But finally word came out that the project had been approved! The planning process then needed to start, and I served on the committee that designed the lab. We came up with what we thought would be the best blueprint, and it went out to bid. The bids came in high, so we went back to work with a modified proposal. I may have missed a memo, because a bid was finally accepted and when I walked into my office this morning a construction crew was beginning to bulldoze and survey the field! It's an exciting moment for our community.
When it is completed, this empty field will have a greenhouse and a collection of native vegetation of the Great Valley and the surrounding foothills. There will be outcrops of the important rocks of the Sierra Nevada foothills, including granite, the "tombstone rocks" of Mother Lode slate, the volcanic rocks of Table Mountain, and others. There will be a vernal pool, a biological oddity that is practically unique to the Great Valley. There will also be a simulated paleontology excavation pit that will allow school children to experience what it is like to dig for the fossils that have been found in our region. The children who visit our Great Valley Museum will have the opportunity to see exhibits about the natural history of the region, and then they will be able to go outdoors and experience the natural environment directly. Our long-term dream is finally becoming a reality.

Wow, that was fast. I finished my morning classes and look out over the work area and the perimeter fencing is already up.
 And after my lunch, there's a bulldozer already scraping off the surface weeds. Fast moving!

Sunday, August 26, 2018

Where's My Dam*ed River? Oh, Excuse Me, Where's the River Dam?

There's supposed to be a river here. Right there flowing under the bridge where I was standing. And not a little river, it's supposed to be the Tuolumne River, the big watercourse that drains most of Yosemite National Park and provides much of the water used in the Bay Area and in Central Valley irrigation.

It's not really a mystery where the river is. If you've been following this blog, you'd know that a few weeks back I wrote about the removal of Dennett Dam, a dangerous eyesore that has bedeviled river planners for decades. The Tuolumne River Trust spearheaded the effort, raising more than a million dollars to accomplish this important task. And this week when I looked over the edge of the Ninth Street Bridge, the dam was pretty much gone. You can see the scene as it was on August 8 in the picture below...

The construction company that is performing the removal work needed to divert the river for the duration of the project, so they constructed a temporary levee on the north side of the river. The river is at an extremely low level due of course to the season, and the locking up of water in Don Pedro Reservoir many miles upstream.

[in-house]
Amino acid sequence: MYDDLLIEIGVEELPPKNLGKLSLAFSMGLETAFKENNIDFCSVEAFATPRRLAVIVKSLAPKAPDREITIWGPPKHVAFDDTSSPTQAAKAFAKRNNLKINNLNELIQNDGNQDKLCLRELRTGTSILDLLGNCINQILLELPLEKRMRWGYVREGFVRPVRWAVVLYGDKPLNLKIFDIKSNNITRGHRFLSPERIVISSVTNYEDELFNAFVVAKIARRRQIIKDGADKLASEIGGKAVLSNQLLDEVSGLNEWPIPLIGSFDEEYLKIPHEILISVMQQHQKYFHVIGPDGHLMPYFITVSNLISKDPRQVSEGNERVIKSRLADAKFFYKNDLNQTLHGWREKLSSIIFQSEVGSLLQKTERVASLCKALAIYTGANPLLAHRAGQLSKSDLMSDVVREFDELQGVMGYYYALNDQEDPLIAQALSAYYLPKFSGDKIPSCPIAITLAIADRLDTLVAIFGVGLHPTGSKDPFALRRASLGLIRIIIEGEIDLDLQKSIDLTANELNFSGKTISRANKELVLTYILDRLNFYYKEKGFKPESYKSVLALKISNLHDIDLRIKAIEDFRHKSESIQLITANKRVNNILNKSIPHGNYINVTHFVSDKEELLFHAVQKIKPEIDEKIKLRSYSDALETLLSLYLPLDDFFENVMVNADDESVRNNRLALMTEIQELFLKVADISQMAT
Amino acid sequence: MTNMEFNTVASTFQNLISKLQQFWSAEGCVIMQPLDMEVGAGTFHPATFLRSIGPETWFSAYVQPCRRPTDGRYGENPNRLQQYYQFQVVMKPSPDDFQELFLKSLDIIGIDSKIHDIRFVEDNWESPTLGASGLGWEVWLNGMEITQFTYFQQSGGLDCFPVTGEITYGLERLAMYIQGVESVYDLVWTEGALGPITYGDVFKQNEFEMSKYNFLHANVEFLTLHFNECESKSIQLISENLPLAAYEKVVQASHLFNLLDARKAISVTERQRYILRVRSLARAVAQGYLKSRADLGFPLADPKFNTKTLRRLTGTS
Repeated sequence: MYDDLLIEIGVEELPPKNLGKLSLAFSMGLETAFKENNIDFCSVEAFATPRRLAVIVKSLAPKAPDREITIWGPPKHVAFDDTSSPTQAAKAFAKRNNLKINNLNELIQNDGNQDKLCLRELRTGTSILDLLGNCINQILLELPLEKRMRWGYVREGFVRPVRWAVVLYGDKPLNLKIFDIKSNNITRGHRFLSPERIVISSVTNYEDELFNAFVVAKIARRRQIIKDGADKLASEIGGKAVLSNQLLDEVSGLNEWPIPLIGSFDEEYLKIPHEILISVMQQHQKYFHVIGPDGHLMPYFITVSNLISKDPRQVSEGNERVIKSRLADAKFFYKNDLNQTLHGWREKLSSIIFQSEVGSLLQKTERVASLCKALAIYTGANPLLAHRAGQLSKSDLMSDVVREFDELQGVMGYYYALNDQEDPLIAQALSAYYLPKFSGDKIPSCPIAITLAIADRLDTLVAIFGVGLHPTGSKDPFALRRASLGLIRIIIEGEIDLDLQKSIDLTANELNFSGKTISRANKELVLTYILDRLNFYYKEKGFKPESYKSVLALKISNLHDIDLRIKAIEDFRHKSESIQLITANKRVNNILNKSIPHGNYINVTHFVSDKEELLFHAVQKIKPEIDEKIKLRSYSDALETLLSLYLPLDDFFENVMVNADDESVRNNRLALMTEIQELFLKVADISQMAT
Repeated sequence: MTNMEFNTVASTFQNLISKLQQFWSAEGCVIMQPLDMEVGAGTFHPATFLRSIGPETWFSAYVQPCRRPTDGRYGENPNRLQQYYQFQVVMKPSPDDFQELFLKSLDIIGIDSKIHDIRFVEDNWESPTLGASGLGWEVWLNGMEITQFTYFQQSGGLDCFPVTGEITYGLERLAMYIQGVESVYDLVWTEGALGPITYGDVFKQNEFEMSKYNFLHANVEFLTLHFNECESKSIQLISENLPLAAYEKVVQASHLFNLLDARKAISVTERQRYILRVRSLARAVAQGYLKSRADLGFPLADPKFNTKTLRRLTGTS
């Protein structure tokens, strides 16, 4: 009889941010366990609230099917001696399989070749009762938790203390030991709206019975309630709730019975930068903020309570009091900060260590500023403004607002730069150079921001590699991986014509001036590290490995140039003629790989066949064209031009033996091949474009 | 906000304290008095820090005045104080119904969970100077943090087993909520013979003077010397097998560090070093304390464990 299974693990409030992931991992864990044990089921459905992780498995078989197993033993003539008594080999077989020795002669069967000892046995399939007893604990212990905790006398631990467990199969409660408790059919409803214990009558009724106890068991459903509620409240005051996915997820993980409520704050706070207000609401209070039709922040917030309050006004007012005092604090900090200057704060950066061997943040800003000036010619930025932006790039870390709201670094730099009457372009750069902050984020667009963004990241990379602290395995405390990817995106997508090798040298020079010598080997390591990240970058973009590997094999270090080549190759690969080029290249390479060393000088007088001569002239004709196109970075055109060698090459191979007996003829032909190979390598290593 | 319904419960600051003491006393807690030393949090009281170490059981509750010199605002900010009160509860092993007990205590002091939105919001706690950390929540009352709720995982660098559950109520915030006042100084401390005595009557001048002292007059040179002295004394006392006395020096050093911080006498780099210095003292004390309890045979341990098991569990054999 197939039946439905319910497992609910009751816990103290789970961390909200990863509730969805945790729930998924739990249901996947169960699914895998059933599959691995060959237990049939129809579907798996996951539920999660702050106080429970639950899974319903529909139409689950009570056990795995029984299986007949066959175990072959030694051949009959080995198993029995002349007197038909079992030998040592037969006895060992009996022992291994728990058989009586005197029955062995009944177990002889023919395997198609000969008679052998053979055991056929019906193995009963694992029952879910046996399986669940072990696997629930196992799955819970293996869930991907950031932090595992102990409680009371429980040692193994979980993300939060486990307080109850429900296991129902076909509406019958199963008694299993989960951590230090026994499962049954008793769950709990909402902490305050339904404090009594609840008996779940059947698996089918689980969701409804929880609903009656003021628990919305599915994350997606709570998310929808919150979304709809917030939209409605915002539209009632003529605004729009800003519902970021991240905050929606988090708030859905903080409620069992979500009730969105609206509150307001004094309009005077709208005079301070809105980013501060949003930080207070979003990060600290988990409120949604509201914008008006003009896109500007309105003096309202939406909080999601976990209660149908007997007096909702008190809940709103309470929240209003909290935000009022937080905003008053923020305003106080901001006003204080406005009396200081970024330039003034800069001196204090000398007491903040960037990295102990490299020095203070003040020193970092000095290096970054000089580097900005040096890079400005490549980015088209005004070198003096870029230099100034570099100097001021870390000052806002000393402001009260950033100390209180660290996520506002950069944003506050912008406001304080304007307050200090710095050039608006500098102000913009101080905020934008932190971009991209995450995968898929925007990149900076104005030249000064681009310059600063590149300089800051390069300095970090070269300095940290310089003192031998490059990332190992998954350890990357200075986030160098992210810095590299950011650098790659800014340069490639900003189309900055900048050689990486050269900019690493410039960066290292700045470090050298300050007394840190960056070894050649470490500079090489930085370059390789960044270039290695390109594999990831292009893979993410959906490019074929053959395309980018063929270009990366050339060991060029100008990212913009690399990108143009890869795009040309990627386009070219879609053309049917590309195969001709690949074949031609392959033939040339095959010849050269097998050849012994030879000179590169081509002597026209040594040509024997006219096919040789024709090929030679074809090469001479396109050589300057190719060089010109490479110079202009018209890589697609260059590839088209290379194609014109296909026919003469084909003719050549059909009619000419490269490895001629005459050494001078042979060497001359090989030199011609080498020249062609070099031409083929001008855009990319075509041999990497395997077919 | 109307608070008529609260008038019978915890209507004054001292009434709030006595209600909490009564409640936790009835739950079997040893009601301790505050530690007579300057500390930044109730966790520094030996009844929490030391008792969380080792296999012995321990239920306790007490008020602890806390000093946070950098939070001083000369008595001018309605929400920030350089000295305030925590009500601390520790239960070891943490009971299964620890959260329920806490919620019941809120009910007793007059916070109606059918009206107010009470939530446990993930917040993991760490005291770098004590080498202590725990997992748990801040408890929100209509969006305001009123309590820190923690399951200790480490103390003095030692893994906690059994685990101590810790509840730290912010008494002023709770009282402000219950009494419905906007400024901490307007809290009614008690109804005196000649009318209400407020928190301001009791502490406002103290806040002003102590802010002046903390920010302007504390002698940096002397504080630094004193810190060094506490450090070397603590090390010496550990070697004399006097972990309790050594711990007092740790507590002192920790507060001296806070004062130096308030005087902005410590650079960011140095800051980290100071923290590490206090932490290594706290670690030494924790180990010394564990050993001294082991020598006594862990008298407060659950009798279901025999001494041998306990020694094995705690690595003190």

The picture below shows the water returning to the normal channel.
There is an interesting phenomena visible at the moment for those who have ever had trouble visualizing the idea of a groundwater table. The river flows over unconsolidated sediments, so much of the river water is actually underground. Damming and diverting the visible flow of the river does not block the movement of groundwater, so as the construction company digs away at the foundations of the dam, groundwater is constantly seeping through to the surface and ponding in the excavation. The company of course knew this would happen so they installed pumps and hoses on the site to put the water back in the river.
The flow of the groundwater was rather robust, as can be seen below.

The dam removal should be complete in a few weeks (I'm sure I'll find time to do some kind of update), and the Tuolumne River will be changed, not just here, but for some thirty miles upstream. One of the most damaging aspects of the old dam (beside the fact that it killed a number of people) is that it constricted the flow of the river at a critical spot where young salmon were forced into a narrow channel where predators could pick them off easily. With the constriction gone, more salmon may survive, and that should lead to a cascade of positive environmental changes on the river.

Friday, August 24, 2018

How To Predict Earthquakes Infallibly (Hint: You Won't Find It Here)

Actually, I can reverse-predict earthquakes. I can state unequivocally that no more big earthquakes are going to happen in the near future. Here's how I can say this: I have a seismometer in the department at Modesto Junior College. It's on all the time, and it will usually pick up magnitude 6 quakes from anywhere in the world, and pretty much any magnitude 4 quake around California. So when reports started coming in from around the planet that we had experienced a couple of large earthquakes, I was anxious to see what the records looked like on our unit.

I got to school yesterday and found that there had been a power outage, and I got nothing. No records at all. So I turned the unit back on and that's why I know the big quakes will stop. Now that the seismometer is operating within parameters, nothing is sure to happen.

You all seem skeptical! You think this doesn't work? It doesn't seem scientific? Well, I guess you are right.